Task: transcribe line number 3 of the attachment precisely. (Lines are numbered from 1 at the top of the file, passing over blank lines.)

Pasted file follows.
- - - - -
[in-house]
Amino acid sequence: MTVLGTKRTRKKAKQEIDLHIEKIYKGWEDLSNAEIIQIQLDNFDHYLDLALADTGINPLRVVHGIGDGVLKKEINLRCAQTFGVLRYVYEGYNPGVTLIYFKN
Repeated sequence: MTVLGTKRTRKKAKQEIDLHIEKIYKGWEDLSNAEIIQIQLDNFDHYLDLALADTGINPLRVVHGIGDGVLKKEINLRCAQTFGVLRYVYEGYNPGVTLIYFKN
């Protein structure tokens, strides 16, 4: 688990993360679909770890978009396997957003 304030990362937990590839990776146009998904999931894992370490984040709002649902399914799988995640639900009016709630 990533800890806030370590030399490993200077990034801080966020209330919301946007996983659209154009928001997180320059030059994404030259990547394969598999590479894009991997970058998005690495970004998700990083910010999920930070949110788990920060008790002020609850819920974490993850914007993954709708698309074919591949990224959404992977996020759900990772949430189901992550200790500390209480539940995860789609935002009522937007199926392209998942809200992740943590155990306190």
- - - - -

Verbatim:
Repeated sequence: MTVLGTKRTRKKAKQEIDLHIEKIYKGWEDLSNAEIIQIQLDNFDHYLDLALADTGINPLRVVHGIGDGVLKKEINLRCAQTFGVLRYVYEGYNPGVTLIYFKN